By Steven Greenhut | Watchdog.org
It’s been a weird week, as I’ve been caught up in the left-wing echo chamber.
On Tuesday, the Huffington Post published my column complaining about the sorry state of journalism – at least as it is practiced by some elite news organizations that have tried to “expose” the funding of the Franklin Center, the parent organization of Watchdog.org.
As I explained in this piece, a number of left-wing, nonprofit journalism enterprises have been recirculating stories on the subject, breathlessly trying to portray us as right-wing-funded shills for the Republican agenda, without bothering to look at the substance of our work. First, Media Matters wrote a piece about us, followed by a piece by the Center for Public Integrity that cites Media Matters, then Media Matters echoed CPI. The estimable Guardian and Columbia Journalism Review then regurgitated the same stuff without bothering to contact anyone from our organization. When we contacted the Guardian and CJR, they wouldn’t allow a rebuttal — but instead asked us to post our response in the readers’ comment section.
But after I called them to account in Huffington Post, a reporter for CJR finally contacted us with some follow-up questions. That reporter, Sasha Chavkin, also is listed on his [Note: originally we called Sasha "her"; thanks, Sasha, for correcting us] own website as a writer for Center for Public Integrity (one of the activist groups I mentioned in the Huffington Post), which confirms the circular nature of this hit-piece phenomenon and strikes us as a conflict of interest. Given our experiences with these groups, and the nature of the same-old fund-related questions he sent along, I decided to post his questions and our answers below and let readers make their own judgments.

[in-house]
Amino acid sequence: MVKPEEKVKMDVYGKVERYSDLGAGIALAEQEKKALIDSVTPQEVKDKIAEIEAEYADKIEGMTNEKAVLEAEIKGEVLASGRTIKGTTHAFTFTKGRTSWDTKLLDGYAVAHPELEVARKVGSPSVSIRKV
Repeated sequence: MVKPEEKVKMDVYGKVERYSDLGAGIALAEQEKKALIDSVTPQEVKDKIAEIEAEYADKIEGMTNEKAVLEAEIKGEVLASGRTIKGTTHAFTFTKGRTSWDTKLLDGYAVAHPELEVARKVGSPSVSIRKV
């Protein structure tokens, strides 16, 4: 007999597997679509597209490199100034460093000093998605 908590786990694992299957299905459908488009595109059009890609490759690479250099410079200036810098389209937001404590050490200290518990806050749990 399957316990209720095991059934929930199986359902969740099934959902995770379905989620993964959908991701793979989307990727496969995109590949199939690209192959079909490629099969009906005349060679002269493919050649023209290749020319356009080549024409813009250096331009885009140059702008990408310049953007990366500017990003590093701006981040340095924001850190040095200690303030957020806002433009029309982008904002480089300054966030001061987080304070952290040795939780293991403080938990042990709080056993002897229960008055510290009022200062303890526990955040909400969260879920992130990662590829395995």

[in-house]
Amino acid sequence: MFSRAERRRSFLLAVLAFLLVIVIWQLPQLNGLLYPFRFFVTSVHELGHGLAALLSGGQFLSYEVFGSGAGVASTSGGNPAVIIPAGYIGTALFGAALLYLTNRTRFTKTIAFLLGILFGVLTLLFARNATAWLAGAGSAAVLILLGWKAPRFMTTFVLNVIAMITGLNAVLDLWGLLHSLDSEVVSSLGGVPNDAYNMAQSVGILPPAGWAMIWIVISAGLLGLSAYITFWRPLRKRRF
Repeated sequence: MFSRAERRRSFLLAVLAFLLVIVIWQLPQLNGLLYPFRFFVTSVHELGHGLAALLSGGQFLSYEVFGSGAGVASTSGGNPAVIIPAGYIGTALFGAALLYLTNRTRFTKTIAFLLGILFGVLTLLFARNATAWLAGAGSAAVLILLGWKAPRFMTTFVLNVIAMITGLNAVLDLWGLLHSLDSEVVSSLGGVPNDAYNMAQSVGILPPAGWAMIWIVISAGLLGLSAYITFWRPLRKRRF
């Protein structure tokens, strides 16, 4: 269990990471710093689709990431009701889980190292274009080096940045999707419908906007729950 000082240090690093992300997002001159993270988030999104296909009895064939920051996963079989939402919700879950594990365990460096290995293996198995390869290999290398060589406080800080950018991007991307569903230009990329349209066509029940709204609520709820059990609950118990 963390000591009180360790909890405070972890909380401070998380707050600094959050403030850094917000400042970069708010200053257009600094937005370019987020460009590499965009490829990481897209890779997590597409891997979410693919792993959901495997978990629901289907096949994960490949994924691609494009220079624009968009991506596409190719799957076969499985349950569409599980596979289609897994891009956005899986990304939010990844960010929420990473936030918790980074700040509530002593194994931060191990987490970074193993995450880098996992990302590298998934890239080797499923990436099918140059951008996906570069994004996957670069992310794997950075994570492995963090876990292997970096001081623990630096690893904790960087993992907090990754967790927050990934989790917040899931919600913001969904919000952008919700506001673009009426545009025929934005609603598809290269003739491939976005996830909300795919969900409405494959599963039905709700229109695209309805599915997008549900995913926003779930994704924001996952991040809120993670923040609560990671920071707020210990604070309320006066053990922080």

Here are the CJR questions:
1) In the course of working with the Franklin Center, have you ever discussed the editorial content of your work with representatives of Donors Trust, the Knowledge and Progress Fund, or Americans for Prosperity?
2) Earlier this week, you wrote a post for the Huffington Post that criticized media outlets, including CJR, for repeating flawed reporting about the Franklin Center. One story that you criticized was a Center for Public Integrity report, which you wrote inaccurately claimed that a Franklin Center story had been disputed by the AP. Are there any other inaccuracies in the CPI report, and in particular about the details of your funding?
3) Should reporting by mainstream media be more like that of the Franklin Center?
4) The current lead story on the watchdog.org site is entitled “Lefty clearinghouse funnels federal cash to militants,” and its lead sentence says that the Tides Foundation bankrolls “Islamic militant organizations.” What Islamic militant organizations is the article referring to, and how has the Tides Foundation funneled federal cash to them?
Here are my responses:
I’m pleased that the Columbia Journalism Review has decided to take our advice and contact the subject of its latest investigation before publishing the story. This indeed is progress. It appears from your questions, and CJR’s articles on us, that you’ve already reached your conclusion and are now belatedly trying to find evidence to back the claims you’ve already made. You are investigating the sources of our funding, as if there is anything there to actually investigate beyond what you, CPI, Media Matters, the Guardian and other lefty publications have already written.
That’s one way to keep the story alive, but is it a story worth telling? We state these things publicly and repeatedly. Yes, Franklin Center is funded by donors and, no, we do not publish their names to respect their privacy. Left-wing journalism enterprises also are funded by donors and often do not publish the names of their donors, but we haven’t seen any reports from CJR on those groups. If you believe that conservative donors undermine our journalism, then surely you must believe that liberal donors undermine the journalism done by those outfits. Then again, I suspect that the real problem is one of political philosophy: we have a different take on the news than you do.